Men who Knit – Part 4
We talk knitting and gender prejudice with world famous knitting artists… and men who just really like to knit.
Do you have a favourite completed knitting project?
Kaffe Fassett: If I had to choose from the flow of projects from my knitting needles I’d have to say one of the big throws or bed spreads I’ve made. A chance to do such a large plain of pattern and colours is a thrill indeed.
Knitted cross-hatch throw by Kaffe Fassett
David Demchuk: I always enjoy making toys and clothing for the children of friends. One friend’s son has a toy ninja that I made, and another a toy robot. Another friend still keeps the flowered baby jacket I made for his (now much older) daughter. Gifts like these are small and simple, and are so quick and inexpensive to make, and create so much happiness because everyone knows someone took the time to make them by hand. They’re really my favourites.
Barry Klein: I would say that every completed project gives me satisfaction. As the designer of most garments for Trendsetter, I have lots of deadlines. I work on one sweater or accessory at a time. I know this idea is scary for most knitters. I love seeing the process move from yarn selection to swatch to writing the pattern to seeing it come off the needles. When it is done and it looks like my vision, I’m so happy. I can even knit the same thing multiple times and enjoy the process. To be honest, what gives me the most satisfaction is seeing others wear my garments or accessories. I love the way things fit on a woman’s body. A man designing for a woman is completely different than a woman designing for a woman. The vision is different. A woman will design for herself and how it will fit on her body and/or her body needs. As a man, I have to think about what parts of a woman’s body I want to see, I want to flatter and I want to cover when I’m designing something. When it is done and she wears it and it fits as I’ve imagined… big smiles all around.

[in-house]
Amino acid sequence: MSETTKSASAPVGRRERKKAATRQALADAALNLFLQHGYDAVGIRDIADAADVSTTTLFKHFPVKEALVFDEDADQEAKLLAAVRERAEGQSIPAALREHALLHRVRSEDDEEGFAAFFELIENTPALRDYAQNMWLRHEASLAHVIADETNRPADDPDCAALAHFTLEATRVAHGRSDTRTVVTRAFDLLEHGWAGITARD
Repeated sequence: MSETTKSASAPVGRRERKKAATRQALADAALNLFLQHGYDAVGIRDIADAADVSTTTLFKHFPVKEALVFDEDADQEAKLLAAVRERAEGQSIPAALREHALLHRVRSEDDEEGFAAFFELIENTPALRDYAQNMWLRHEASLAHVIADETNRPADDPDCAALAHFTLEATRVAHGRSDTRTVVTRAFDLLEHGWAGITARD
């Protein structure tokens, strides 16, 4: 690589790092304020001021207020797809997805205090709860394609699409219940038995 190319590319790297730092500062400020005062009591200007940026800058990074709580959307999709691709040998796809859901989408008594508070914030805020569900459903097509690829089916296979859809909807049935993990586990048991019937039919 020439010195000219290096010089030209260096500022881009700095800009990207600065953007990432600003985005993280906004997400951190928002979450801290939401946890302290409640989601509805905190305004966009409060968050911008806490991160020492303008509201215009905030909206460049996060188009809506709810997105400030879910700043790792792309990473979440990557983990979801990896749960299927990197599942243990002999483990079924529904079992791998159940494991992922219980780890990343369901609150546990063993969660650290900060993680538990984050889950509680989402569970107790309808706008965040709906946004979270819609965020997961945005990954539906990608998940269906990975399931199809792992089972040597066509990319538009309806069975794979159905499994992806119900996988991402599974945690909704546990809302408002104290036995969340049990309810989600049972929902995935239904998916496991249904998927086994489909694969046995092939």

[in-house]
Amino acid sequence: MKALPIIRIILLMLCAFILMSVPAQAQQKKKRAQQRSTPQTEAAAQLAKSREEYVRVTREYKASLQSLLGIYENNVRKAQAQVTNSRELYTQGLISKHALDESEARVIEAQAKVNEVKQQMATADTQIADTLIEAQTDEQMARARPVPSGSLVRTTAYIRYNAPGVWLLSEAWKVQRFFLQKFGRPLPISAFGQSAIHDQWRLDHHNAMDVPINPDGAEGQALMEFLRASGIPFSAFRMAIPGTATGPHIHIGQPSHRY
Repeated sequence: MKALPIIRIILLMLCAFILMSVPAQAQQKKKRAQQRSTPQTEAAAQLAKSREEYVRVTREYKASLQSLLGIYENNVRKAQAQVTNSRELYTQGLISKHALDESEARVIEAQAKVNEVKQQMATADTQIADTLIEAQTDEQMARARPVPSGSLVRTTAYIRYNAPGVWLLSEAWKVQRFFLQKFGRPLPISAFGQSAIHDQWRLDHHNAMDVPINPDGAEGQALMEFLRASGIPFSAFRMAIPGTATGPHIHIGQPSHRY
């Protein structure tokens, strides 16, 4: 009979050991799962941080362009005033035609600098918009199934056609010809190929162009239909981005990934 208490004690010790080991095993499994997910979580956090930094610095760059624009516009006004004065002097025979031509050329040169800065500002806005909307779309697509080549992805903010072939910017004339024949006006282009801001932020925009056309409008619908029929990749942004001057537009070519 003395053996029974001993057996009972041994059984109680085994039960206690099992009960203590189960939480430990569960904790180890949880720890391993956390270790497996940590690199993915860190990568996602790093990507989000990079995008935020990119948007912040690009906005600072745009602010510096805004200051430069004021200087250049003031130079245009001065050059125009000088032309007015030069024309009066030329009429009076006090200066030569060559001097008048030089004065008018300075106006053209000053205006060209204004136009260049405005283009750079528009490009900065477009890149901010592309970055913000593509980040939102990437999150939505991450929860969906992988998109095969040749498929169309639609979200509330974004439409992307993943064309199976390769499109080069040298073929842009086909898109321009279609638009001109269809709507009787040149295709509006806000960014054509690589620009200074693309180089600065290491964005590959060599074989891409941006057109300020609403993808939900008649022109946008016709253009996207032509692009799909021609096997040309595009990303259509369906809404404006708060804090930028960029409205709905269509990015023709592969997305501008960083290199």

Mike Bates: Well… I guess that despite its abject ugliness the first object I knitted with my handspun yarn (a hideous orange, blue, and red hat) was particularly satisfying because not only was it a complex colourwork piece, but it was the first pattern for an item of clothing that I designed myself, and it also showed that my handspun was actually ok to knit with. The gauge of the yarn is inconsistent, which obscures some of the pattern etc., but it worked! Which was surprising.
Otherwise I treated myself to some very nice yarn – Noro’s Kogarashi – which is a silk blend with lovely colour changes throughout, and knitted a sweater from that, which is now the most expensive item of clothing I own. It’s lovely and toasty, worryingly soft, and just fabulous as a slouchy sweater.
And I can’t forget Colin. I had some spare grey and white yarn, so I knitted a Schnauzer.
Kaffe Fassett is a renowned artist who has inspired people across the world with his colourful work in fabric, knitting, needlepoint, patchwork, painting and mosaic.
Barry Klein is the owner of Trendsetter Yarns and is a past president of the National Needlework Association. He has designed patterns for Vogue Knitting, Interweave Knits, and Knitters Magazine among others.
David Demchuk was born and raised in Winnipeg and now lives in Toronto. A playwright, independent filmmaker, screenwriter, essayist, critic and journalist, he has been writing for theatre, film, television, radio and other media for over thirty years. Known primarily for his work in Canadian theatre, David’s plays have been produced internationally.
Mike Bates is a man who keeps asking himself the question “how does it work?” and eventually began to direct that question at a pair of knitting needles.